If you want to read one book that makes you understand what this whole mess is about, and how greed led us into this mess, this is the book to read. It is a clear articulation of what the fundamentals the led to this economic crisis were mismanaged. I hope some senators read this.
Its also great insight into the human character. AS the author said on NPR, its amazing what one can overlook when you are being paid huge sums of money to overlook things.
It is also an interesting insight into human nature in that these "outsiders" who placed huge bets against the financial system and came up huge winners now all of a sudden are having trouble “trusting” their own thoughts/ideas, as they have become entrenched in their own thinking and sort of “insiders” now. It reflects that sometimes the most innovate freshest thoughts come from people who might be least expected to produce these insights.
This is the first Michael Lewis book i have read but from excerpts of other books this seems fairly consistent with his style. A great great fast entertaining but very insightful read. For the first time I felt like understood what the last few years have been about. If I could give it more than 5, I would.
If you read only one book about the causes of the recent financial crisis, let it be Michael Lewis' The Big Short. The thing that makes his story so great is that he tells it through the eyes of the 4 groups of men that had the courage to take a position that opposed the smartest men in the financial industry and, sad to say, our government. They were some of the first to see the fraud behind the subprime meltdown and found a way to make a fortune off the financial systems' crash.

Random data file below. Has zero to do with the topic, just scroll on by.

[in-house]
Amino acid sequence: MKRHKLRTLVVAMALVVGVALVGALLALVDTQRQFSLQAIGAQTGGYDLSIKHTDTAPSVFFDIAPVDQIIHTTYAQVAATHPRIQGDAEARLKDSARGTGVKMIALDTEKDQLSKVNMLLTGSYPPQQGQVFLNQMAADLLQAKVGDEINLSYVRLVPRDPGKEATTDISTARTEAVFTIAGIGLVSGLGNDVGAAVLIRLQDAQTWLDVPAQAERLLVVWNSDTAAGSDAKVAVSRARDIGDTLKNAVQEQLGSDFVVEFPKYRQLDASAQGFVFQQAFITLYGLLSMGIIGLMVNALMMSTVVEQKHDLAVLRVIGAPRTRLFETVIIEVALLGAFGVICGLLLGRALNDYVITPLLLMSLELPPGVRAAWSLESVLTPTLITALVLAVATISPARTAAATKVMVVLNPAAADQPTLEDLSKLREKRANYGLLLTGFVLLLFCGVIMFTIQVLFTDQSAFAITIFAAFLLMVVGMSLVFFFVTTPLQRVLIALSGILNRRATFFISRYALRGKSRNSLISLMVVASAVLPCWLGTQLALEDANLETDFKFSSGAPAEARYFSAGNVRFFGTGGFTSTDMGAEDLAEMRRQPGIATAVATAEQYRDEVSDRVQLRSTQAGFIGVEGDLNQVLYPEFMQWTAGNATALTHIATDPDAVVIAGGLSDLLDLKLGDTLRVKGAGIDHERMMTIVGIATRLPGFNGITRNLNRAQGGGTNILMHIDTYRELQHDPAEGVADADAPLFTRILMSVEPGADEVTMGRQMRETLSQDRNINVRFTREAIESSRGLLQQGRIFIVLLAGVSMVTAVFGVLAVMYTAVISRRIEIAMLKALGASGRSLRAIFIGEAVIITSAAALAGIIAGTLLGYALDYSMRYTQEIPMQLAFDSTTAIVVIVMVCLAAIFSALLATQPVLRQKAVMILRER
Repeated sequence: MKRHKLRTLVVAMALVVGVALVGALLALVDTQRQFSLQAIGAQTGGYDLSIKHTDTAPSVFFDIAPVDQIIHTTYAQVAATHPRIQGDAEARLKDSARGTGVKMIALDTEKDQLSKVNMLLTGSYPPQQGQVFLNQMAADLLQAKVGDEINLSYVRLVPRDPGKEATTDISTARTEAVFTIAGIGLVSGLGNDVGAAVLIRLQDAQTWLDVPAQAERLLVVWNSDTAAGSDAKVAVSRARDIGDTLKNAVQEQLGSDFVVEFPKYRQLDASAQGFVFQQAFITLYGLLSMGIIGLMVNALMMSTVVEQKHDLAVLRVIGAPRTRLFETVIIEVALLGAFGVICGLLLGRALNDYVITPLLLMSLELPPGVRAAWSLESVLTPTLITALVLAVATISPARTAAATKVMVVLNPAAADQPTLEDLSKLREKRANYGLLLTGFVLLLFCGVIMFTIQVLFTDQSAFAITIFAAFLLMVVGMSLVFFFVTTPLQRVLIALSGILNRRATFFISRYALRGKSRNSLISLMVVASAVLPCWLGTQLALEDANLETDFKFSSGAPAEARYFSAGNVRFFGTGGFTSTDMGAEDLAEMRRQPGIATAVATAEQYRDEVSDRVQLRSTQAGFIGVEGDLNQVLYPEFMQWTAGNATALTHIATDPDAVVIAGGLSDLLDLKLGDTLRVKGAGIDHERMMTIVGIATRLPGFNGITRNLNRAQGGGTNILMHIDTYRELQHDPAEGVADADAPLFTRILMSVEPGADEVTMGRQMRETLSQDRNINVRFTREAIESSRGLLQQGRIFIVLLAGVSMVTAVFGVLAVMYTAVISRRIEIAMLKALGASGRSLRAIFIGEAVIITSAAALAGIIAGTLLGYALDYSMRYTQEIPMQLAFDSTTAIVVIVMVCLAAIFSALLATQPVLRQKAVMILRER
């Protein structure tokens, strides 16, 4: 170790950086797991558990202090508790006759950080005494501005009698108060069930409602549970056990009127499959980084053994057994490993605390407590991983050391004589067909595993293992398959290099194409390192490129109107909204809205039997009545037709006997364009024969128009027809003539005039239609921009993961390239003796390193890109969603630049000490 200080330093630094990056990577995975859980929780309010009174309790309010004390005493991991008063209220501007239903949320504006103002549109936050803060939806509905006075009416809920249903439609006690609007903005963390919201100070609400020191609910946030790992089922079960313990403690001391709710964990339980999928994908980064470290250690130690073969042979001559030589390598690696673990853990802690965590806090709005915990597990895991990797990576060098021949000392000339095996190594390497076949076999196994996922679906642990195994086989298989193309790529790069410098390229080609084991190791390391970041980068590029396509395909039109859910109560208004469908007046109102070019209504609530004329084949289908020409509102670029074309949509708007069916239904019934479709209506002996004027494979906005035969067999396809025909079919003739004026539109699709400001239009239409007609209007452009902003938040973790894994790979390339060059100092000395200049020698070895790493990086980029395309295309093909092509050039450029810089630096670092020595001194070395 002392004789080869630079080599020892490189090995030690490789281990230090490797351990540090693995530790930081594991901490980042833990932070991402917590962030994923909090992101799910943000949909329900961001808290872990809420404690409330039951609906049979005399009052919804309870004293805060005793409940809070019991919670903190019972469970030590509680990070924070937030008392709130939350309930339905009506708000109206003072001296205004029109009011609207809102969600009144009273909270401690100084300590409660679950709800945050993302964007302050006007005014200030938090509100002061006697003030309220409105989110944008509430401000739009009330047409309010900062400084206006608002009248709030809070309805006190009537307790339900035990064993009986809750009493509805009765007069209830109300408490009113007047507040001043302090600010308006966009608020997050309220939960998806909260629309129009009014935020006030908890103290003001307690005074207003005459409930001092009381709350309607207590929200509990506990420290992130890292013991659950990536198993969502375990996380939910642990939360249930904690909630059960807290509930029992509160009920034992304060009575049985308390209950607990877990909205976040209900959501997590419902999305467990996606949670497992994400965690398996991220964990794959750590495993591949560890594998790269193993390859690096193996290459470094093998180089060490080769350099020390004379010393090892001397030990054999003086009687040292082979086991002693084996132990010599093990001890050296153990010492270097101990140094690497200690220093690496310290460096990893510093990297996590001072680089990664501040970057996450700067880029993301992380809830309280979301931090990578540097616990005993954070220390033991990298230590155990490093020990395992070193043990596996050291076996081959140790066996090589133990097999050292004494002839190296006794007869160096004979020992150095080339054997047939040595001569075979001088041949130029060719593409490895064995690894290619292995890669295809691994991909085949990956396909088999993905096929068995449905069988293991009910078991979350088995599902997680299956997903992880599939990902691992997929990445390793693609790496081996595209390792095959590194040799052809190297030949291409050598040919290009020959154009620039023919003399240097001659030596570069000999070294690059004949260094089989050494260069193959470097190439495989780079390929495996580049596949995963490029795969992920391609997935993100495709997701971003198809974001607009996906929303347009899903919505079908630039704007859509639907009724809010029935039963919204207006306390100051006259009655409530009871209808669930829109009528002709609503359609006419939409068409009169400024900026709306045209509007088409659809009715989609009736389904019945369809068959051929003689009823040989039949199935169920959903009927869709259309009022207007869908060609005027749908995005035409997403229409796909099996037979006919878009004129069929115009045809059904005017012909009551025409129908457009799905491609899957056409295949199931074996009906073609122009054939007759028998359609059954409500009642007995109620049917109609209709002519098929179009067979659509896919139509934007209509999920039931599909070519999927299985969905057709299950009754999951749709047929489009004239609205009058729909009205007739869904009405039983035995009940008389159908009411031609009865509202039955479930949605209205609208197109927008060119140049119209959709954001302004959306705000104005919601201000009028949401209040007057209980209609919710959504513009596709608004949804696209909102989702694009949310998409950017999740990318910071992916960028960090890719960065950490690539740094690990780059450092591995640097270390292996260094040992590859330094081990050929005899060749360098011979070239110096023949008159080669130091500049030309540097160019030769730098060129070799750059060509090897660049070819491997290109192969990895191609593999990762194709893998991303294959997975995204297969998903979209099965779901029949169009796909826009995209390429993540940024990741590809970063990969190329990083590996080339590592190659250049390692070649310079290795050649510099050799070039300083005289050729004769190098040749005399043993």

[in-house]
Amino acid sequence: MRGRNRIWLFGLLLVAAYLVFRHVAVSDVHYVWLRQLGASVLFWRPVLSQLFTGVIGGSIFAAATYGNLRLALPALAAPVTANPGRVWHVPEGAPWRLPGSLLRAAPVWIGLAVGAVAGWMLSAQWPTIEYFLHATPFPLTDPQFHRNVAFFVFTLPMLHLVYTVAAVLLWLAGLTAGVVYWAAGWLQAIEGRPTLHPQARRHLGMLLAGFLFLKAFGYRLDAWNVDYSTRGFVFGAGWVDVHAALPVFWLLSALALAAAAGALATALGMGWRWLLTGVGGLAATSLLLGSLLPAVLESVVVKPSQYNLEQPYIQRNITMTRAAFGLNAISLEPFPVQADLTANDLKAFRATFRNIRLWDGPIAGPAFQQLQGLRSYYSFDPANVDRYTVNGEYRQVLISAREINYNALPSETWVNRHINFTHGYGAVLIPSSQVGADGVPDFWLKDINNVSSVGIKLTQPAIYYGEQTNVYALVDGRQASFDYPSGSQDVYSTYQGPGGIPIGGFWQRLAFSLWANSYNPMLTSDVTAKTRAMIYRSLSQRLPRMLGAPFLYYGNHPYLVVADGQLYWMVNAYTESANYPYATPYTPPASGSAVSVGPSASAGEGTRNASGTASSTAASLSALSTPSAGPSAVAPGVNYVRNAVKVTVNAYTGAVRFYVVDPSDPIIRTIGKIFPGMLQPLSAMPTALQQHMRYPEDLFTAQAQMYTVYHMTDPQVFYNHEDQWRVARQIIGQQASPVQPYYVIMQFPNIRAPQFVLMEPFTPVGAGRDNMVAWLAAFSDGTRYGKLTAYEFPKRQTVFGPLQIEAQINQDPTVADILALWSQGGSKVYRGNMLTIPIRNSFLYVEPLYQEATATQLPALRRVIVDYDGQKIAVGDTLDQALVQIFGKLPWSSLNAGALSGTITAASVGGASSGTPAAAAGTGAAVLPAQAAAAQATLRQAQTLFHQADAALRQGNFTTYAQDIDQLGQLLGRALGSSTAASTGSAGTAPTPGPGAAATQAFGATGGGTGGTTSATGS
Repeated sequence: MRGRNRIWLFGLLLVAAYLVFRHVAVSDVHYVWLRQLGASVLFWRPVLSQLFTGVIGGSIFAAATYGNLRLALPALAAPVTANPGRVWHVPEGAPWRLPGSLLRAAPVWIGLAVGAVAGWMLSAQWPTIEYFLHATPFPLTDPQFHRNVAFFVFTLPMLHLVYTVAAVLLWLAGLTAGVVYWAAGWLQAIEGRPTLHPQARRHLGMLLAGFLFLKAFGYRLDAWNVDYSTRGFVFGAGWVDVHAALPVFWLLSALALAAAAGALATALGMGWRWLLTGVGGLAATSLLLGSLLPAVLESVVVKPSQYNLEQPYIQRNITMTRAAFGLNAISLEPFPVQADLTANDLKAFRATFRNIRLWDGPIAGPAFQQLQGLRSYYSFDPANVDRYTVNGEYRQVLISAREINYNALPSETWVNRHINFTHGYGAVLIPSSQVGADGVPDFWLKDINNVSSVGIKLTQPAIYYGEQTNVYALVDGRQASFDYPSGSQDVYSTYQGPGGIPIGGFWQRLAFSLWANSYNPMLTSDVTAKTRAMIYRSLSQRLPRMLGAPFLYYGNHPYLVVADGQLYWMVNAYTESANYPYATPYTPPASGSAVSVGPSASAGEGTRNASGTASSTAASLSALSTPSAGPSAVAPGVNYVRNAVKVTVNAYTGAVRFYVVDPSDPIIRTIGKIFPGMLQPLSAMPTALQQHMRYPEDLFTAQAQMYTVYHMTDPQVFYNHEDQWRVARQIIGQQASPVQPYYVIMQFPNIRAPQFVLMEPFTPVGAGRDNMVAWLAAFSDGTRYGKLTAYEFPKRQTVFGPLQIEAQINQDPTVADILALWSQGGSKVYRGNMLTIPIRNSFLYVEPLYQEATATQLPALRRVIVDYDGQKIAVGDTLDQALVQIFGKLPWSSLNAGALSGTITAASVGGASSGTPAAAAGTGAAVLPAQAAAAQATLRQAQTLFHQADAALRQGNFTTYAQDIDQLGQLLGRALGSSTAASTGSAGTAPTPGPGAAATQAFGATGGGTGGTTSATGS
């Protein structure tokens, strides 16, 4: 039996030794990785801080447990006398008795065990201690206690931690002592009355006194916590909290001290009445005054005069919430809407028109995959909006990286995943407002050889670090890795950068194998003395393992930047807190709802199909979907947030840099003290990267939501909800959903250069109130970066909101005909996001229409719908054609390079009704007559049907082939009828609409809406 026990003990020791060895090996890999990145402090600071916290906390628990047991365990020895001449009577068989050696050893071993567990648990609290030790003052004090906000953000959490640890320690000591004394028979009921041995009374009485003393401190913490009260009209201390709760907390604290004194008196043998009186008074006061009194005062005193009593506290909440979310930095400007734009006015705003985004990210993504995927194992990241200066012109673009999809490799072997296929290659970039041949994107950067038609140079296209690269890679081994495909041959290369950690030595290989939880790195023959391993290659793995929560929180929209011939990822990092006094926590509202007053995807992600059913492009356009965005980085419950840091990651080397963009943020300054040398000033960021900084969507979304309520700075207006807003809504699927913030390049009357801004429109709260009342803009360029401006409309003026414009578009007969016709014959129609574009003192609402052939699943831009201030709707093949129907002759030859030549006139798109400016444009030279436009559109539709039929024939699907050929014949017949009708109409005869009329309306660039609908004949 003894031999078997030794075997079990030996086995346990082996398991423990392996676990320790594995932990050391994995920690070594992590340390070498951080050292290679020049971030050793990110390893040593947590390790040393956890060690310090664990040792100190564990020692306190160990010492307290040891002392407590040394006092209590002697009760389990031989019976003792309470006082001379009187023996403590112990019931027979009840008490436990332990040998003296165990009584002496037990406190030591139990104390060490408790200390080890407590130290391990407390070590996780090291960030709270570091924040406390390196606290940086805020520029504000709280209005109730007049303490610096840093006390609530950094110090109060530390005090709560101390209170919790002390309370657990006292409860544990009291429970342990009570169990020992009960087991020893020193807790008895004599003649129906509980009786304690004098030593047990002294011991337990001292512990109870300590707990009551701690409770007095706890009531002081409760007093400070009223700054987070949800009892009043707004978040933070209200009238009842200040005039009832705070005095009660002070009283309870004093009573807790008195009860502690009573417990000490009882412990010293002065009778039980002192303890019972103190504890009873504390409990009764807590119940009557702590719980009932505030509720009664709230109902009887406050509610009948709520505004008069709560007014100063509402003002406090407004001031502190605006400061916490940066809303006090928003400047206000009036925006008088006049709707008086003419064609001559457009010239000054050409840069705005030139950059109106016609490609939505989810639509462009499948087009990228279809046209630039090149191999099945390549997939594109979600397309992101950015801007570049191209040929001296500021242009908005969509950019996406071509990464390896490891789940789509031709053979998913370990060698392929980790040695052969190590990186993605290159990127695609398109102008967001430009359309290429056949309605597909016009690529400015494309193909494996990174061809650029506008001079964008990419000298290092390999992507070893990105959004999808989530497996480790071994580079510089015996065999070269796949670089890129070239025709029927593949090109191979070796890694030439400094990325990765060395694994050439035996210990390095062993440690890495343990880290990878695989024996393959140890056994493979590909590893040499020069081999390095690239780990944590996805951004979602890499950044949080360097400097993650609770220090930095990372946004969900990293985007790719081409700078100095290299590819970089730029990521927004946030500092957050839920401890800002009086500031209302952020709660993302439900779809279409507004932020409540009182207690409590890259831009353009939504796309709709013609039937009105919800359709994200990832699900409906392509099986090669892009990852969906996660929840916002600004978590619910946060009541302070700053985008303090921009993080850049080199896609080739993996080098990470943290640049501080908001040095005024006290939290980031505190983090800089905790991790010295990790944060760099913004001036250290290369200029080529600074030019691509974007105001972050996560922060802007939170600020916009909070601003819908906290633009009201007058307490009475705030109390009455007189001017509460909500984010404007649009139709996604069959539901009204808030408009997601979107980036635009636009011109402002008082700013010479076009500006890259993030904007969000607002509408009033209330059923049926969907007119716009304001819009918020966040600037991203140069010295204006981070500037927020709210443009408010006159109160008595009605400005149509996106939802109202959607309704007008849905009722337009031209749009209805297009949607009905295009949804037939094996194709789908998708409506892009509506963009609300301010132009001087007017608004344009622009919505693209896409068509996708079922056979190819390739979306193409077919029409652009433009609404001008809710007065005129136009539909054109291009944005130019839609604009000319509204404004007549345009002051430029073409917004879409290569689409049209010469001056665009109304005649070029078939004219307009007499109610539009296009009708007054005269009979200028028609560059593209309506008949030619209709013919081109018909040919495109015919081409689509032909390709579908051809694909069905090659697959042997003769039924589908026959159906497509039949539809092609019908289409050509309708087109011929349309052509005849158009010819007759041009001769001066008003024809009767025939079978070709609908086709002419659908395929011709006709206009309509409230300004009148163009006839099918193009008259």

Michael Lewis'; new book gives a slightly less complicated view into the disaster by recounting the stories of these savvy renegades who cashed in on their belief that the system was rotten. In doing so, we end up rooting for people who helped bring about the catastrophe that put a lot of good people out of work.
Still, the stories of these men make clear the greed, stupidity and double standards of a system lacking in grown-up supervision. A system, refueled by tax payer billions, that continues to be filled with the same firms, the same super rich executives, and the same destructive thought processes that disdained the need for government regulation in good times, but insisted on being rescued by government in bad times.
This is a fascinating book that should be read by anyone that wants to better understand the causes of the recent financial crisis. Be careful, as one reader put it, "Don't read this if you want to mellow out. This book will make you furious."
Very good on the financial sector explanation. Very bad to the extent to which Lewis explains our government's involvement in helping create this mess. Maybe the government had a big hand in it, maybe not. Regardless, the static about social engineering by elected officials should have been at least touched upon.
The best thing I got from listening to this book was the affirmation that these super-rich incompetent baboons in the financial sector don't give a s**t about this country.